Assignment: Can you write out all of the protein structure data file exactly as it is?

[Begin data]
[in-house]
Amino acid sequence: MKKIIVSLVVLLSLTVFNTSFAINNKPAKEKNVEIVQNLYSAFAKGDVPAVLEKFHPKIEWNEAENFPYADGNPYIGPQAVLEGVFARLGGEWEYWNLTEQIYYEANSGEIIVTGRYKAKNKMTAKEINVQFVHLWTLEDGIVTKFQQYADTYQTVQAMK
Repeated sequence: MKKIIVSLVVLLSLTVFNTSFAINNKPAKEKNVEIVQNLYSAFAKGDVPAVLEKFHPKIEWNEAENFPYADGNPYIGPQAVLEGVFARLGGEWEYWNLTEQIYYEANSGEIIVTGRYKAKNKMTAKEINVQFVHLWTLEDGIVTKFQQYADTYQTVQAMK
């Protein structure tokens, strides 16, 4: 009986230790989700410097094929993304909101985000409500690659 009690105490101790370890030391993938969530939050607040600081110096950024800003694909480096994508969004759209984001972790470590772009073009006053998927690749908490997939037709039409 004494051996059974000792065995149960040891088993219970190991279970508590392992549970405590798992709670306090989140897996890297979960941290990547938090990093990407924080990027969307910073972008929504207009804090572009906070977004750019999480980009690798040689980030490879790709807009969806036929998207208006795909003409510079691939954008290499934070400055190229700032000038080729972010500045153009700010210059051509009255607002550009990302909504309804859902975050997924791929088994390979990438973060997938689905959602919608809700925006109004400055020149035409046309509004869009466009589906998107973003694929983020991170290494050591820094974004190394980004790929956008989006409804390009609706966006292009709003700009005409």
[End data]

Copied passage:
[in-house]
Amino acid sequence: MKKIIVSLVVLLSLTVFNTSFAINNKPAKEKNVEIVQNLYSAFAKGDVPAVLEKFHPKIEWNEAENFPYADGNPYIGPQAVLEGVFARLGGEWEYWNLTEQIYYEANSGEIIVTGRYKAKNKMTAKEINVQFVHLWTLEDGIVTKFQQYADTYQTVQAMK
Repeated sequence: MKKIIVSLVVLLSLTVFNTSFAINNKPAKEKNVEIVQNLYSAFAKGDVPAVLEKFHPKIEWNEAENFPYADGNPYIGPQAVLEGVFARLGGEWEYWNLTEQIYYEANSGEIIVTGRYKAKNKMTAKEINVQFVHLWTLEDGIVTKFQQYADTYQTVQAMK
């Protein structure tokens, strides 16, 4: 009986230790989700410097094929993304909101985000409500690659 009690105490101790370890030391993938969530939050607040600081110096950024800003694909480096994508969004759209984001972790470590772009073009006053998927690749908490997939037709039409 004494051996059974000792065995149960040891088993219970190991279970508590392992549970405590798992709670306090989140897996890297979960941290990547938090990093990407924080990027969307910073972008929504207009804090572009906070977004750019999480980009690798040689980030490879790709807009969806036929998207208006795909003409510079691939954008290499934070400055190229700032000038080729972010500045153009700010210059051509009255607002550009990302909504309804859902975050997924791929088994390979990438973060997938689905959602919608809700925006109004400055020149035409046309509004869009466009589906998107973003694929983020991170290494050591820094974004190394980004790929956008989006409804390009609706966006292009709003700009005409």